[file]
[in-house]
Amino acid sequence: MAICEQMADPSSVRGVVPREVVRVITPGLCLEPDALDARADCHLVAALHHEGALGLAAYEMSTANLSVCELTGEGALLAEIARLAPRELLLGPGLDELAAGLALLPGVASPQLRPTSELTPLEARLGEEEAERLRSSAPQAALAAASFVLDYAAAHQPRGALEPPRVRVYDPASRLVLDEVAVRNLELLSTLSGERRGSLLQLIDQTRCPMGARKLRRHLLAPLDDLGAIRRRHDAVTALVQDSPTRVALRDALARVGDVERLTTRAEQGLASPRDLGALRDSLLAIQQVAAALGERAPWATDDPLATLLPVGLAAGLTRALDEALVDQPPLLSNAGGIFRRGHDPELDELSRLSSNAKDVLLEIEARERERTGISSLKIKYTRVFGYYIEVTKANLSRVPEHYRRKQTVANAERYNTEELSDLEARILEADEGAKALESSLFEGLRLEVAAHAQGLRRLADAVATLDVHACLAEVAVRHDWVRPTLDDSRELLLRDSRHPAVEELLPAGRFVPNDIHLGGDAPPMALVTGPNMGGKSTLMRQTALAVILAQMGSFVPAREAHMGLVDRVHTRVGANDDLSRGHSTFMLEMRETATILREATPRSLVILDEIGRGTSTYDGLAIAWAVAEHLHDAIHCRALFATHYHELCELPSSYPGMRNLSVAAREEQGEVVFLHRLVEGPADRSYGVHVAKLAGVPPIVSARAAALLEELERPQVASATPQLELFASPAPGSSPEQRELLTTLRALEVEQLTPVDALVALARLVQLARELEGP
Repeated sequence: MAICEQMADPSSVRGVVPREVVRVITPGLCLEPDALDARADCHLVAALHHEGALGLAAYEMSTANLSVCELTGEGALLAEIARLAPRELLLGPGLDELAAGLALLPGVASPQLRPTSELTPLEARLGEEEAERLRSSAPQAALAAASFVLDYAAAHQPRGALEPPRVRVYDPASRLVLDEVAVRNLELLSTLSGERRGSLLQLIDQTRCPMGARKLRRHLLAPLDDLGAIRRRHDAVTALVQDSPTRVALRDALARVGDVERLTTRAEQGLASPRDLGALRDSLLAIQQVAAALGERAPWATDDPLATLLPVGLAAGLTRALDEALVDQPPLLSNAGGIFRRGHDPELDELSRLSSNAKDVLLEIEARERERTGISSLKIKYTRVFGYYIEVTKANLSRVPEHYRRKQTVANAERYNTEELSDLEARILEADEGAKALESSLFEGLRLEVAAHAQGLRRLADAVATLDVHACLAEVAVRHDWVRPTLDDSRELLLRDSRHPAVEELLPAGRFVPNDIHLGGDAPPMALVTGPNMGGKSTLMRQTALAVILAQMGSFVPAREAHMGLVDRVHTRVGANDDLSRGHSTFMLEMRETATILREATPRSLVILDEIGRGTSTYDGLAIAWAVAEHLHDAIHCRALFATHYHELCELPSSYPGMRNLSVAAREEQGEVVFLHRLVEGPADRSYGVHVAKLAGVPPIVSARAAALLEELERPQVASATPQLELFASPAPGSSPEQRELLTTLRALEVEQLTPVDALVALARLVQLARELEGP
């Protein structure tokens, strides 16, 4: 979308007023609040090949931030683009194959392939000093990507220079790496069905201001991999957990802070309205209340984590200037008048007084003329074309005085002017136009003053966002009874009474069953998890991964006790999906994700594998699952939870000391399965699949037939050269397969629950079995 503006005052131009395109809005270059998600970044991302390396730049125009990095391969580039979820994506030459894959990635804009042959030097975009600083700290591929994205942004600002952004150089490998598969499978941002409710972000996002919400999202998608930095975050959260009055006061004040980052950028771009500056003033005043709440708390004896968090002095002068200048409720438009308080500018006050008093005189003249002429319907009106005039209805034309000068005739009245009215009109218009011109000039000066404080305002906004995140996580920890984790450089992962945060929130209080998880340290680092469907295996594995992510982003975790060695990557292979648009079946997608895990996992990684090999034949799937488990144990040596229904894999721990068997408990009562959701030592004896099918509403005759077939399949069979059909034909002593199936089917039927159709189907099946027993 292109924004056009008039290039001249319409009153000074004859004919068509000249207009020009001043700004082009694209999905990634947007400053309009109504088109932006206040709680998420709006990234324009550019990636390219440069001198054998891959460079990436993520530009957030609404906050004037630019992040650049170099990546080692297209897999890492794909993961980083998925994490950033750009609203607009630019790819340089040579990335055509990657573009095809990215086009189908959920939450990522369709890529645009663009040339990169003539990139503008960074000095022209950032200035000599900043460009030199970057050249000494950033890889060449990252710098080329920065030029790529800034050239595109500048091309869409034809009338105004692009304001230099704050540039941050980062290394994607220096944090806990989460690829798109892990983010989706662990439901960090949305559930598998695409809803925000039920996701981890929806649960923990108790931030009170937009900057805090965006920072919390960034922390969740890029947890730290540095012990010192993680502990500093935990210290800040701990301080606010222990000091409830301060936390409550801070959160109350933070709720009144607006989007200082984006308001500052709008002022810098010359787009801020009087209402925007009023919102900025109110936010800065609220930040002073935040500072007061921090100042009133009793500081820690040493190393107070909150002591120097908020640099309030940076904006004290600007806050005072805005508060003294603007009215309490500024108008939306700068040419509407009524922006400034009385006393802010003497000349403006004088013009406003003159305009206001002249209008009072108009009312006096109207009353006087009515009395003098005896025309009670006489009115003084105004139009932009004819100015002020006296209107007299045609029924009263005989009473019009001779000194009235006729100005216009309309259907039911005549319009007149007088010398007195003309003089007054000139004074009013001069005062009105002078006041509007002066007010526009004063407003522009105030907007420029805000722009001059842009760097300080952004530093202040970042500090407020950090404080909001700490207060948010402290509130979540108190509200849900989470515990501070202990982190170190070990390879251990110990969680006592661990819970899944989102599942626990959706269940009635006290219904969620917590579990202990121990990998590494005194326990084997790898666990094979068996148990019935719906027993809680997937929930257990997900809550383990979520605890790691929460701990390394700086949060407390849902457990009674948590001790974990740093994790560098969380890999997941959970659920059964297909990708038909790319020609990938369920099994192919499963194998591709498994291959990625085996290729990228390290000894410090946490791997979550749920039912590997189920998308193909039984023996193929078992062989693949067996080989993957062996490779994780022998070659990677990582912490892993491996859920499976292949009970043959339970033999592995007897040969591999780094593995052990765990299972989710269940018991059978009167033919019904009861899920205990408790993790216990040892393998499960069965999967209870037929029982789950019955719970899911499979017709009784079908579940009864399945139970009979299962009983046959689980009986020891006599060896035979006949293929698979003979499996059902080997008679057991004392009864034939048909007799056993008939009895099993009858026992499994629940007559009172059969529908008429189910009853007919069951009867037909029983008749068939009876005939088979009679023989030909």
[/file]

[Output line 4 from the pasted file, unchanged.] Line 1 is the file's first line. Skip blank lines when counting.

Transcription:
């Protein structure tokens, strides 16, 4: 979308007023609040090949931030683009194959392939000093990507220079790496069905201001991999957990802070309205209340984590200037008048007084003329074309005085002017136009003053966002009874009474069953998890991964006790999906994700594998699952939870000391399965699949037939050269397969629950079995 503006005052131009395109809005270059998600970044991302390396730049125009990095391969580039979820994506030459894959990635804009042959030097975009600083700290591929994205942004600002952004150089490998598969499978941002409710972000996002919400999202998608930095975050959260009055006061004040980052950028771009500056003033005043709440708390004896968090002095002068200048409720438009308080500018006050008093005189003249002429319907009106005039209805034309000068005739009245009215009109218009011109000039000066404080305002906004995140996580920890984790450089992962945060929130209080998880340290680092469907295996594995992510982003975790060695990557292979648009079946997608895990996992990684090999034949799937488990144990040596229904894999721990068997408990009562959701030592004896099918509403005759077939399949069979059909034909002593199936089917039927159709189907099946027993 292109924004056009008039290039001249319409009153000074004859004919068509000249207009020009001043700004082009694209999905990634947007400053309009109504088109932006206040709680998420709006990234324009550019990636390219440069001198054998891959460079990436993520530009957030609404906050004037630019992040650049170099990546080692297209897999890492794909993961980083998925994490950033750009609203607009630019790819340089040579990335055509990657573009095809990215086009189908959920939450990522369709890529645009663009040339990169003539990139503008960074000095022209950032200035000599900043460009030199970057050249000494950033890889060449990252710098080329920065030029790529800034050239595109500048091309869409034809009338105004692009304001230099704050540039941050980062290394994607220096944090806990989460690829798109892990983010989706662990439901960090949305559930598998695409809803925000039920996701981890929806649960923990108790931030009170937009900057805090965006920072919390960034922390969740890029947890730290540095012990010192993680502990500093935990210290800040701990301080606010222990000091409830301060936390409550801070959160109350933070709720009144607006989007200082984006308001500052709008002022810098010359787009801020009087209402925007009023919102900025109110936010800065609220930040002073935040500072007061921090100042009133009793500081820690040493190393107070909150002591120097908020640099309030940076904006004290600007806050005072805005508060003294603007009215309490500024108008939306700068040419509407009524922006400034009385006393802010003497000349403006004088013009406003003159305009206001002249209008009072108009009312006096109207009353006087009515009395003098005896025309009670006489009115003084105004139009932009004819100015002020006296209107007299045609029924009263005989009473019009001779000194009235006729100005216009309309259907039911005549319009007149007088010398007195003309003089007054000139004074009013001069005062009105002078006041509007002066007010526009004063407003522009105030907007420029805000722009001059842009760097300080952004530093202040970042500090407020950090404080909001700490207060948010402290509130979540108190509200849900989470515990501070202990982190170190070990390879251990110990969680006592661990819970899944989102599942626990959706269940009635006290219904969620917590579990202990121990990998590494005194326990084997790898666990094979068996148990019935719906027993809680997937929930257990997900809550383990979520605890790691929460701990390394700086949060407390849902457990009674948590001790974990740093994790560098969380890999997941959970659920059964297909990708038909790319020609990938369920099994192919499963194998591709498994291959990625085996290729990228390290000894410090946490791997979550749920039912590997189920998308193909039984023996193929078992062989693949067996080989993957062996490779994780022998070659990677990582912490892993491996859920499976292949009970043959339970033999592995007897040969591999780094593995052990765990299972989710269940018991059978009167033919019904009861899920205990408790993790216990040892393998499960069965999967209870037929029982789950019955719970899911499979017709009784079908579940009864399945139970009979299962009983046959689980009986020891006599060896035979006949293929698979003979499996059902080997008679057991004392009864034939048909007799056993008939009895099993009858026992499994629940007559009172059969529908008429189910009853007919069951009867037909029983008749068939009876005939088979009679023989030909």